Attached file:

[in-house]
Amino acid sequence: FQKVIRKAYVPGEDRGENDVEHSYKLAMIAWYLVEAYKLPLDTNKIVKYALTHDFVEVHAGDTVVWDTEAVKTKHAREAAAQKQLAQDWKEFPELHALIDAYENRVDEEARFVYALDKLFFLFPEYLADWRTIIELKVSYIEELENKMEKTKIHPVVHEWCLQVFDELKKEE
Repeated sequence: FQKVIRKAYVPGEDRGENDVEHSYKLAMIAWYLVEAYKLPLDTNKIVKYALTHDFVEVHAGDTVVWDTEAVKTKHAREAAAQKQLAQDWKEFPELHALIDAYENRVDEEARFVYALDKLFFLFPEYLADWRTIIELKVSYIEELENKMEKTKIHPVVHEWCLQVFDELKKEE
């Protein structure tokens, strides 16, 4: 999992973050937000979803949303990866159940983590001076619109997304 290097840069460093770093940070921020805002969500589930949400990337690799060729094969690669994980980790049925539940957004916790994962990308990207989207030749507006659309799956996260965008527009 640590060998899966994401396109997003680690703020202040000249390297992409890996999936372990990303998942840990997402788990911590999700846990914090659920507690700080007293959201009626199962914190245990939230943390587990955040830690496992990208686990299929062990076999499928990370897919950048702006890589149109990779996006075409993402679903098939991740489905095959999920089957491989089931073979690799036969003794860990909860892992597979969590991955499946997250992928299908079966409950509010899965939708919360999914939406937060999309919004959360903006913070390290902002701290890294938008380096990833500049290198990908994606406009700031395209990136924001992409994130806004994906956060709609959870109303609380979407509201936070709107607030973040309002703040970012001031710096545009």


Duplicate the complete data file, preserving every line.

[in-house]
Amino acid sequence: FQKVIRKAYVPGEDRGENDVEHSYKLAMIAWYLVEAYKLPLDTNKIVKYALTHDFVEVHAGDTVVWDTEAVKTKHAREAAAQKQLAQDWKEFPELHALIDAYENRVDEEARFVYALDKLFFLFPEYLADWRTIIELKVSYIEELENKMEKTKIHPVVHEWCLQVFDELKKEE
Repeated sequence: FQKVIRKAYVPGEDRGENDVEHSYKLAMIAWYLVEAYKLPLDTNKIVKYALTHDFVEVHAGDTVVWDTEAVKTKHAREAAAQKQLAQDWKEFPELHALIDAYENRVDEEARFVYALDKLFFLFPEYLADWRTIIELKVSYIEELENKMEKTKIHPVVHEWCLQVFDELKKEE
């Protein structure tokens, strides 16, 4: 999992973050937000979803949303990866159940983590001076619109997304 290097840069460093770093940070921020805002969500589930949400990337690799060729094969690669994980980790049925539940957004916790994962990308990207989207030749507006659309799956996260965008527009 640590060998899966994401396109997003680690703020202040000249390297992409890996999936372990990303998942840990997402788990911590999700846990914090659920507690700080007293959201009626199962914190245990939230943390587990955040830690496992990208686990299929062990076999499928990370897919950048702006890589149109990779996006075409993402679903098939991740489905095959999920089957491989089931073979690799036969003794860990909860892992597979969590991955499946997250992928299908079966409950509010899965939708919360999914939406937060999309919004959360903006913070390290902002701290890294938008380096990833500049290198990908994606406009700031395209990136924001992409994130806004994906956060709609959870109303609380979407509201936070709107607030973040309002703040970012001031710096545009």